Effective Patterns: #10 Pats Rubber Legs, Egg patterns, #14 San Juan Worm, #18 Buckskin, #20 -22 Juju Baetis, #20-22 Choc Foam Wing Emerger, #22 Stalcups Baetis, #20-22 Mercury Midge, #20-22 Pearl Jam, #20-22 Manhattan Midge, #20 Pale Olive Midge Larva, #22-24 Black Beauty, #22-24 Bling Midge, #22-24 Top Secret Midge, #22-24 Minute Midge, #22-24 Jujubee Midge, #22-24 Matt's Midge, #22-24 Griffith Gnat, and #24-26 Parachute Adams.
Stream Report, Effective Patterns, & Expert Information for Fly Fishing the Colorado River
The Colorado River begins its journey in Rocky Mountain National Park and heads west offering anglers several opportunities to sample this great stream. Near the small community of Granby is the confluence of the Fraser River. At this point the river is a meandering, meadow stream flowing through lush ranchland and the river remains this way until it hit Byers Canyon. Byers Canyon is only about 3/4 mile long and this section is tough to negotiate, especially during higher flows. Below Byers Canyon the river is “as good as it gets” with many access points including Paul Gilbert, Lone Buck, Kemp-Breeze, Sun Set Ranch, Powers Unit, Reeder Creek and the Pump House to Radium stretch. The Colorado is lined with cottonwood trees and willows and is a dry fly paradise. Anglers can expect to catch a mixed bag of both browns and rainbows. The regulations in this area are flies and lures only and all fish must be returned to the water immediately.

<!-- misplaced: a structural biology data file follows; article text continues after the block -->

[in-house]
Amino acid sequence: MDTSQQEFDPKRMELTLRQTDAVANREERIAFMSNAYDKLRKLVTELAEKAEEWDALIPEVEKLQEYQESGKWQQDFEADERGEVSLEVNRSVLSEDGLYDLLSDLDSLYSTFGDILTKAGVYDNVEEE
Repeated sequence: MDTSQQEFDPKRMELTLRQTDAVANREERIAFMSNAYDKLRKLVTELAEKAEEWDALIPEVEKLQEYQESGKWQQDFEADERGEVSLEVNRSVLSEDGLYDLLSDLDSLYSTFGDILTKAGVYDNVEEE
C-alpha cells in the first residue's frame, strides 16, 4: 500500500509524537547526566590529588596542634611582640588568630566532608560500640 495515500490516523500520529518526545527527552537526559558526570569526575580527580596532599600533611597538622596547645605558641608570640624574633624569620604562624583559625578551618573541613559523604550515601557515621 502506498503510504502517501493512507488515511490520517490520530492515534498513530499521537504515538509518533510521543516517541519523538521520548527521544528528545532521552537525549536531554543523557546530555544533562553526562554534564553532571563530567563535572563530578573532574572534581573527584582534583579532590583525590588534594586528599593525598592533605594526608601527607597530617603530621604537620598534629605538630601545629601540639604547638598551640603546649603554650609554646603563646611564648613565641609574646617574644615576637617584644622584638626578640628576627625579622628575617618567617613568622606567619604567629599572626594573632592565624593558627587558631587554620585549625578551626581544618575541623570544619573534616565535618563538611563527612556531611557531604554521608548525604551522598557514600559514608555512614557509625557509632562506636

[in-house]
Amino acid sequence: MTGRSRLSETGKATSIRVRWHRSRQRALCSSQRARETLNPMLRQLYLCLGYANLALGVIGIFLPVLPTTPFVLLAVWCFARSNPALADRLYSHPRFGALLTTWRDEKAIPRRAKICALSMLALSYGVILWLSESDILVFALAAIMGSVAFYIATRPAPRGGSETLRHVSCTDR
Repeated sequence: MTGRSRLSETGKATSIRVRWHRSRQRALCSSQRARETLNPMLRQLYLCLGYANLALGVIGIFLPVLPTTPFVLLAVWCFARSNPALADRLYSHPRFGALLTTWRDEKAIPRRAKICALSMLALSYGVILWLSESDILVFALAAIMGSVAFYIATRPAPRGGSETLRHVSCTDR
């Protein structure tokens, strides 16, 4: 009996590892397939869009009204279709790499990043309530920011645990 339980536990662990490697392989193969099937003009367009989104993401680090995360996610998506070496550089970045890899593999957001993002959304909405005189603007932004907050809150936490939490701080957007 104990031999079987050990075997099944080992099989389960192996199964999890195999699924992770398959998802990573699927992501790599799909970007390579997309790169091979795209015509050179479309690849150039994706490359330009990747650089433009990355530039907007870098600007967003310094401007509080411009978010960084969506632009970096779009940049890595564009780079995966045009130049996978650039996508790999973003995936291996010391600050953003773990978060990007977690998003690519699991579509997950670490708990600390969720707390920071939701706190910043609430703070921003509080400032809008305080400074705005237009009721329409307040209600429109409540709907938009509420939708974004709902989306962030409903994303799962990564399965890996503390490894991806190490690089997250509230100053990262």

Fishing the Colorado River should be on everyone's bucket list. Whether you're a walk/wade fisherman or prefer float-fishing, this river has something for everyone!
Tips & Other Information:
The Colorado is experiencing the onset of spring run off, but fishing is currently pretty good. Flows will vary depending on warm weather trends. If it gets warm, expect the flows to bump up, and if it gets cool, expect them to drop a bit. Currently the flow is about 370 cfs in Parshall, and the water is stained from snow melt. The lower river is is around 750 cfs and fishing well. There is a bit of color in the lower river too, but it becomes an advantage for the angler. Anglers are picking up some quality rainbows and browns. On the lower river anglers should prepare themselves for reliable hatches of midges and blue winged olives. Up near Parshall, the olives have not started yet, but should in the days to come. Fishing has been good there too, but the fish have been quite a bit smaller in comparison.